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HID vs LED Headlight Bulbs: EXPLAINED

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Jun 21, 2019

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HID vs LED Headlight Bulbs: EXPLAINED
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  • Hi, Paul with Diode Dynamics, and
  • today we're talking about HIDs vs
  • LEDs, when it comes to upgrading
  • your headlights.
  • Now, there's a lot of regulations
  • state by state. Today,
  • we're talking about how these two different technologies actually
  • work, and what you
  • can expect to get in your vehicle.
  • Now, that's the first big note to
  • mention. When it comes to bulbs and
  • headlights, it all comes together to
  • make one optical system.
  • So, the results in the beam pattern
  • is going to vary based
  • on your specific headlight design.
  • But, there's a couple things
  • we can talk about that are going to
  • give you an idea as
  • to what to expect when you're
  • considering LEDs or HIDs.
  • We start with the actual bulb
  • itself.
  • The most basic is our halogen.
  • That's gonna be a wire filament.
  • So just a coil of wire that's going
  • to be emitting the power.
  • You can see on the bottom of the
  • bulb the voltage rating and
  • everything. The voltage is going
  • to be going straight through that filament, which acts as
  • a resistor, and it's going to emit
  • light.
  • So very basic; very tried and true.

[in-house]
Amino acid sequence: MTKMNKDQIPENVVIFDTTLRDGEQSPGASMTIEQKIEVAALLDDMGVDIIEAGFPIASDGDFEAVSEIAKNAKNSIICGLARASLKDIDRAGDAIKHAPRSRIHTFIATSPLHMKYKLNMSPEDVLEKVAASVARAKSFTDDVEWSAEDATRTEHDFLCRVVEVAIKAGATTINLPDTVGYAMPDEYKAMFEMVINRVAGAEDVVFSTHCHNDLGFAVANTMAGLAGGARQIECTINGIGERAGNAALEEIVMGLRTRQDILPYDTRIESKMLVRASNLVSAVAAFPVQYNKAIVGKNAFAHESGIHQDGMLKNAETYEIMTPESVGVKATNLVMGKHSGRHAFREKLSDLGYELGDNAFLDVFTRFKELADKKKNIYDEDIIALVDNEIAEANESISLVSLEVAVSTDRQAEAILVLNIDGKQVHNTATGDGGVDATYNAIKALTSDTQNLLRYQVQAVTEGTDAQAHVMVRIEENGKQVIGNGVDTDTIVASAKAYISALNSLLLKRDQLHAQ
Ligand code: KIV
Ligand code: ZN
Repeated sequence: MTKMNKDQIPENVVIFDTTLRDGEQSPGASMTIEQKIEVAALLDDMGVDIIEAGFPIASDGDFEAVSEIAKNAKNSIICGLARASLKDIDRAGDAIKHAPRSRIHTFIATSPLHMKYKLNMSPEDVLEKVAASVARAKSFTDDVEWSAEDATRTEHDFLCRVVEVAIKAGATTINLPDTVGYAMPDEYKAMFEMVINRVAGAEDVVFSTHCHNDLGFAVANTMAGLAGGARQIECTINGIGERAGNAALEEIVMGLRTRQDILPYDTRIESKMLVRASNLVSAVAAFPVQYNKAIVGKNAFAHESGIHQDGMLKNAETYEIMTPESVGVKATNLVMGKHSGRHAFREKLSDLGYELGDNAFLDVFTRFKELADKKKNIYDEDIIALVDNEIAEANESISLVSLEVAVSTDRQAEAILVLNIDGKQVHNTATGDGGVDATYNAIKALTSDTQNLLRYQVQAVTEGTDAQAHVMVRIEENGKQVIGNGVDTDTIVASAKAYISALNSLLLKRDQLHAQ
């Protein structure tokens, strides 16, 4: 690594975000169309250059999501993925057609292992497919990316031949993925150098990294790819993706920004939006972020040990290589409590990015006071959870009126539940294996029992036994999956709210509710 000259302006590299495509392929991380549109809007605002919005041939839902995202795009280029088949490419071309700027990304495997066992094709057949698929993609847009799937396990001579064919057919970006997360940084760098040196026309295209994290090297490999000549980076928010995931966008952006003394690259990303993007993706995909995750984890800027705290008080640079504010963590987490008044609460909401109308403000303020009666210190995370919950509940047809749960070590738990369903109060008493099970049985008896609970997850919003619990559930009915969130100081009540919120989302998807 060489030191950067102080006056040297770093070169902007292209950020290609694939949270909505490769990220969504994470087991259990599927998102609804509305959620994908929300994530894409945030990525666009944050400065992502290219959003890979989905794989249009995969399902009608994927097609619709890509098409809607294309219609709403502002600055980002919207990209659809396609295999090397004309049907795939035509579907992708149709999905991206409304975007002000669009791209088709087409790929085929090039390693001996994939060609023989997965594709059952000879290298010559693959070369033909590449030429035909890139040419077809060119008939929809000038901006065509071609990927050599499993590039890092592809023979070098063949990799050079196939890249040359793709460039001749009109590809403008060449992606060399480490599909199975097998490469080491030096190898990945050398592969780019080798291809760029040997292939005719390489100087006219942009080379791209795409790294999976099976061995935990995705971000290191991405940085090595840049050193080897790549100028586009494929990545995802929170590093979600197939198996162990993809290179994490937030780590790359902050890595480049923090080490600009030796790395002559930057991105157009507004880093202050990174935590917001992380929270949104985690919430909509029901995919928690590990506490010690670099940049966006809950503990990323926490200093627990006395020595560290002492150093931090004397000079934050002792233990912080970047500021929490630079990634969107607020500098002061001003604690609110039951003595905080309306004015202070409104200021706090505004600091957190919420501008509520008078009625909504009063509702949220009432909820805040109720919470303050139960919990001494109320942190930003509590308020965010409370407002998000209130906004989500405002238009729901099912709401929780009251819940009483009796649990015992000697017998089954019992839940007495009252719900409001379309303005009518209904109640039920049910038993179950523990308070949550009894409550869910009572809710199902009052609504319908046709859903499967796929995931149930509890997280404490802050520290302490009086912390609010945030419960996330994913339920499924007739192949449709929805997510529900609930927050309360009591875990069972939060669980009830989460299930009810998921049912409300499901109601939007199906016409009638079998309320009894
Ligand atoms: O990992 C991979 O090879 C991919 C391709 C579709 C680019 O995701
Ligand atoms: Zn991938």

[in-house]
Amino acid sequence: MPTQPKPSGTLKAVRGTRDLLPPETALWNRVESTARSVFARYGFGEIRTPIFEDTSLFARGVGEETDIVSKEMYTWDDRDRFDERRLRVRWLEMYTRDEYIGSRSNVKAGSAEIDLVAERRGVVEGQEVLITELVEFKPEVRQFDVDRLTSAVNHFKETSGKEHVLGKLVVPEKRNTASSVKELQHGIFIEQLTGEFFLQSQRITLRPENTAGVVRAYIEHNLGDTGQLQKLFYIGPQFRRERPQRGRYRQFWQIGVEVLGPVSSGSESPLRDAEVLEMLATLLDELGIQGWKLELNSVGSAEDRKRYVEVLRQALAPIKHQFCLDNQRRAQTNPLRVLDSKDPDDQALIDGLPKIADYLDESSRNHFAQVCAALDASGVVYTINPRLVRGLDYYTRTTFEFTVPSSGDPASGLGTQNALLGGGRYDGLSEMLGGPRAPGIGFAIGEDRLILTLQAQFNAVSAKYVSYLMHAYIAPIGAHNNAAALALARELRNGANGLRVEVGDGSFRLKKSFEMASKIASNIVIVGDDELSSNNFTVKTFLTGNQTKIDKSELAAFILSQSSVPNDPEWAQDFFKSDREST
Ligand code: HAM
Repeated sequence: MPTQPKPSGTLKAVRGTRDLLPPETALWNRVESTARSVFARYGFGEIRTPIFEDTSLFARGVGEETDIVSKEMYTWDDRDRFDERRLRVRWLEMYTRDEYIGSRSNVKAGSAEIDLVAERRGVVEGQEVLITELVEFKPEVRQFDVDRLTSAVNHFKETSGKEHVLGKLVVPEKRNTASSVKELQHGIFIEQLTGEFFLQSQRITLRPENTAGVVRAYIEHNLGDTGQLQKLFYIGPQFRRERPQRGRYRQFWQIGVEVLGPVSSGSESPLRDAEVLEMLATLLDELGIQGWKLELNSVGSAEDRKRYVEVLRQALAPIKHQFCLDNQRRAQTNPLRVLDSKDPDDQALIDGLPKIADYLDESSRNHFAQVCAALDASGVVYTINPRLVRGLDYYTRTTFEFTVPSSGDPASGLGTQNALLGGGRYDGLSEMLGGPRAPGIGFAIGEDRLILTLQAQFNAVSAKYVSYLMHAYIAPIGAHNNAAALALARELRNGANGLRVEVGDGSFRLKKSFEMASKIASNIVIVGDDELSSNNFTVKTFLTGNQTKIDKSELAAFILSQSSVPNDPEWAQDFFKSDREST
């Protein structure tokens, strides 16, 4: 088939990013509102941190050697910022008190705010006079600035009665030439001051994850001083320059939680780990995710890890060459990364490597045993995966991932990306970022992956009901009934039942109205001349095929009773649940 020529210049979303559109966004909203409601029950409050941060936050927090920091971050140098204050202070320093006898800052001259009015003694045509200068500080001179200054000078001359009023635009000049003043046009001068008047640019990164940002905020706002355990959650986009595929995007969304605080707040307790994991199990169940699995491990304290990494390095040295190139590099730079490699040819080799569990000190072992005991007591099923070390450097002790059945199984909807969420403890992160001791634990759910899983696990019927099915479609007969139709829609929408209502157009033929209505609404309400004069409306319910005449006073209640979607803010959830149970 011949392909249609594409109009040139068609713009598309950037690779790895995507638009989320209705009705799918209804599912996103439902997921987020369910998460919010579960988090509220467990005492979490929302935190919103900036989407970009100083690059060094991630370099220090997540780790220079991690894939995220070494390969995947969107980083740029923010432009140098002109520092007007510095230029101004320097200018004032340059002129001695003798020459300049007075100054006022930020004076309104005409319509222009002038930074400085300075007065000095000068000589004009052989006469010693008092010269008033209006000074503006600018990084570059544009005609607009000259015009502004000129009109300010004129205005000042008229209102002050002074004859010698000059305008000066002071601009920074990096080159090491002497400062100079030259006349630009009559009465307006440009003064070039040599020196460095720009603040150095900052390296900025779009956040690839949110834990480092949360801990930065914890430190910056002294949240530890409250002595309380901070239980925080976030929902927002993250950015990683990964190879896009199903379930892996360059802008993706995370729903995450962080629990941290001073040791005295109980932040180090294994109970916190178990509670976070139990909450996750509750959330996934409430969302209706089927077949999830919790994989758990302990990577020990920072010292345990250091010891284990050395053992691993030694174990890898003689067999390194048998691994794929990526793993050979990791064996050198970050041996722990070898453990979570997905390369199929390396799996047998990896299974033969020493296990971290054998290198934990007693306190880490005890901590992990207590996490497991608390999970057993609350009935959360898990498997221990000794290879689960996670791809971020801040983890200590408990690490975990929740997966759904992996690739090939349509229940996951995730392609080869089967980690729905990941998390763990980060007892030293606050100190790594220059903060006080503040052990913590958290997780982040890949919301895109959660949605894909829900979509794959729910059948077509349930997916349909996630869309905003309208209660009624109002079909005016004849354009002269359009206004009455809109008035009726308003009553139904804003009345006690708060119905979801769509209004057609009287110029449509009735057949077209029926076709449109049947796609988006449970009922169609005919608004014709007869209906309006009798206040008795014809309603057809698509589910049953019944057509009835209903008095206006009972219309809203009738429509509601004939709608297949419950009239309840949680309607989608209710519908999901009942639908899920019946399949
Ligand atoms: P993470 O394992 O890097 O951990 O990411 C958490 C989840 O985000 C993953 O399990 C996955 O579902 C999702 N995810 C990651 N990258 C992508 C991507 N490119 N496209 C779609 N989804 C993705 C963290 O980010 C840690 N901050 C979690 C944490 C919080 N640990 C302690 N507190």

• When it comes to HID, instead
  • of a filament, we
  • have a capsule. Right in the middle
  • is where there's going to be an arc
  • generated.
  • So, the light is coming from an
  • electrical arc and that's what makes
  • things a little tricky.
  • We're always going to have a return
  • wire to connect it from one
  • side down back to the base.
  • And these are going to run at about
  • 45V, usually AC
  • power. So much different than the
  • 12V DC in a vehicle. We have to do
  • some special things to get
  • power to these effectively.
  • When it comes to our LED bulbs,
  • we're always going to have emitting
  • points somewhere with
  • different types of LEDs, but these are going
  • to vary hugely in
  • the way they're designed and
  • constructed. Some of them are going
  • to have internal regulators for
  • the power to come in, but the LED
  • chips themselves are
  • definitely not going to run on 12V.
  • So we need to regulate that power in
  • some way. So, as we mentioned, the
  • halogen bulb is just gonna use 12V
  • from the vehicle.
  • Very straightforward.
  • HIDs on the other hand, we're
  • going to operate with an arc in that
  • bulb.
  • Now, that arc is
  • not an easy thing to generate and
  • maintain. So we need something
  • called a "ballast", which
  • is going to keep that running smoothly through the bulb.
  • The ballasts you'll
  • find on the market now are these
  • slim style ballasts.
  • One thing you'll note with them, is
  • that on the output side, you'll
  • always have a box of some sort.
  • And what that is, is
  • the igniter.
  • So we have to get the right power going
  • to the bulb, but to get that arc
  • started, we basically have to
  • spark across.
  • So, these are going to generate up
  • to 25,000 volts, 22-23kV
  • usually,